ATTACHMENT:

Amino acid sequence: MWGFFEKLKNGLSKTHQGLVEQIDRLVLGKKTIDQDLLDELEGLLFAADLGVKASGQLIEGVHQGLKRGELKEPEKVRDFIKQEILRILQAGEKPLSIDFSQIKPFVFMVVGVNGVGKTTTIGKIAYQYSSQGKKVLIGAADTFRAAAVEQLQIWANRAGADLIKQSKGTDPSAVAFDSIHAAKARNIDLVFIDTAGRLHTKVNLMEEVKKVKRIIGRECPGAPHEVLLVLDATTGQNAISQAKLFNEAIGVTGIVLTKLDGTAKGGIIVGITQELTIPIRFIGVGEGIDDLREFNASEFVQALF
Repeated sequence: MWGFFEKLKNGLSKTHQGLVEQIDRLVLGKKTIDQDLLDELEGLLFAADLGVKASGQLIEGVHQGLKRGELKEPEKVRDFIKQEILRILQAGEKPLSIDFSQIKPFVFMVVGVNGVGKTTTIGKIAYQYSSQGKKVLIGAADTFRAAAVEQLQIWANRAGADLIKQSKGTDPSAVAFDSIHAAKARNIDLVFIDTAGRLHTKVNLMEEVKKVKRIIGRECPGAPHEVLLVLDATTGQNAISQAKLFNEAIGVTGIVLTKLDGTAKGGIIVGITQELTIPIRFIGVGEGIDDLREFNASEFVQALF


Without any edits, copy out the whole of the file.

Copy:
Amino acid sequence: MWGFFEKLKNGLSKTHQGLVEQIDRLVLGKKTIDQDLLDELEGLLFAADLGVKASGQLIEGVHQGLKRGELKEPEKVRDFIKQEILRILQAGEKPLSIDFSQIKPFVFMVVGVNGVGKTTTIGKIAYQYSSQGKKVLIGAADTFRAAAVEQLQIWANRAGADLIKQSKGTDPSAVAFDSIHAAKARNIDLVFIDTAGRLHTKVNLMEEVKKVKRIIGRECPGAPHEVLLVLDATTGQNAISQAKLFNEAIGVTGIVLTKLDGTAKGGIIVGITQELTIPIRFIGVGEGIDDLREFNASEFVQALF
Repeated sequence: MWGFFEKLKNGLSKTHQGLVEQIDRLVLGKKTIDQDLLDELEGLLFAADLGVKASGQLIEGVHQGLKRGELKEPEKVRDFIKQEILRILQAGEKPLSIDFSQIKPFVFMVVGVNGVGKTTTIGKIAYQYSSQGKKVLIGAADTFRAAAVEQLQIWANRAGADLIKQSKGTDPSAVAFDSIHAAKARNIDLVFIDTAGRLHTKVNLMEEVKKVKRIIGRECPGAPHEVLLVLDATTGQNAISQAKLFNEAIGVTGIVLTKLDGTAKGGIIVGITQELTIPIRFIGVGEGIDDLREFNASEFVQALF